Contributors: Works for Emacs 19.29 and Xemacs (thanks to Christoph Ley) with add-on from Georg Greve and improvements by Dan Nicolaescu, Nadim Shaikli, Michael Brand.

Use this Xemacs version.


Enhanced TAB in Lisp-based modes.

The purpose of this package is to enhance the behavior of TAB in Lisp-based mode. Usually TAB only indents the current line. After loading this file, TAB will perform different actions depending on where it is invoked. Consider the following two lines:

   |        (foo   (bar hux)
   |            wek)
a single TAB wherever on first line will indent it, a single TAB wherever on second line will indent it:
   |(foo   (bar hux)
   |       wek)
When a line is correctly indented, TAB within the line becomes meaningful. a TAB between foo and (bar hux) will leave a single space:
   |(foo (bar hux)
   |       wek)
a TAB after (bar hux) will swallow all the following (useless) spaces. a second TAB after (bar hux) will swallow the newline and the a second TAB after (bar hux) following spaces before wek:
   |(foo (bar hux) wek)


Run macros via simple mouse clicks.

The purpose of this package is to allow to run Emacs functions with the sole help of the mouse. For instance, when indexing a book, it is easier to index words by simply clicking (or dragging) on them rather than moving the dot towards them then running \C-x\C-e (as one of possible choice). With MousyMacro, you just define what clicks mean and then it is up to you to click wherever you want. Usually the left button means "run the currently associated macro", the middle button means "stop MousyMacro" and the right one allows to choose with a menu the macro to be associated to the left button as well as other actions such as Undo! Left and Middle buttons can be programmed.


A mode to support ToDo files containing scripts or mails.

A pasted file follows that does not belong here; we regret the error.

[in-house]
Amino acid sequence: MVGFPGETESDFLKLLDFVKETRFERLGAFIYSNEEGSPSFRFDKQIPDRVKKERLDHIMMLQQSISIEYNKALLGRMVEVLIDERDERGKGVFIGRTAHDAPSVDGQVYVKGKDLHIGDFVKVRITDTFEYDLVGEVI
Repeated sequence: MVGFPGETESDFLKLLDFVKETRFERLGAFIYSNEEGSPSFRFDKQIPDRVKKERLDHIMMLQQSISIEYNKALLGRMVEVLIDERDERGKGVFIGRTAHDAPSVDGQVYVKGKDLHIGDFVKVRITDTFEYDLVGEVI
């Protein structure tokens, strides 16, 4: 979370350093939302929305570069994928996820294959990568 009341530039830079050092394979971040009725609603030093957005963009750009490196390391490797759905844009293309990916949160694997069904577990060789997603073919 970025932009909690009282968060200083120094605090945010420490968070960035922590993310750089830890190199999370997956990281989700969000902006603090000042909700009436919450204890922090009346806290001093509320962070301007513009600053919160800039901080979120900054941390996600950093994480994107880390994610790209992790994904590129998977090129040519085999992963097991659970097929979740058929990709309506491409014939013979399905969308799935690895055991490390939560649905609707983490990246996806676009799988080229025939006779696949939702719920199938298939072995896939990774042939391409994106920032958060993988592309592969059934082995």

A TODO file is a text file that contains text, mails, shell, urls or EmacsLisp sentences. All of them have to be handled, sent, handled, executed soon or later. This package analyzes such a file and proposes to perform the relevant actions. For instance, I edit my TODO file when diconnected at home with the myriad of things I should do when connected at my office. Of course, this mode will be obsolete when every place on the earth will be continuously connected!


Select signature depending on mailee.

This package allows when composing or sending a mail to select a signature appropriate to the mailee (as mentioned in the `To:' field). This package requires the use of the marvellous BBDB package from Jamie Zawinski <jwz@lucid.com>. An extra field in the BBDB database registers which signature to use. If no signature is mentioned or if you want to change to the already current signature then the package offers you to choose and record a signature among a set of predefined ones.

Contributor: Brady Montz <bradym@cs.arizona.edu>.


Table-driven string conversions.

This package performs various conversions using tables. There are currently tables toward ISO Latin1 from html accentuated letters (you know the kind of &eacute; stuff), from quoted printable sequences (the ugly =E20 things) or from (La)TeX (things such as \'{e}).

Updated by Christian.Queinnec@lip6.fr
$Id: elisp.html,v 1.21 2003/01/22 20:01:40 queinnec Exp $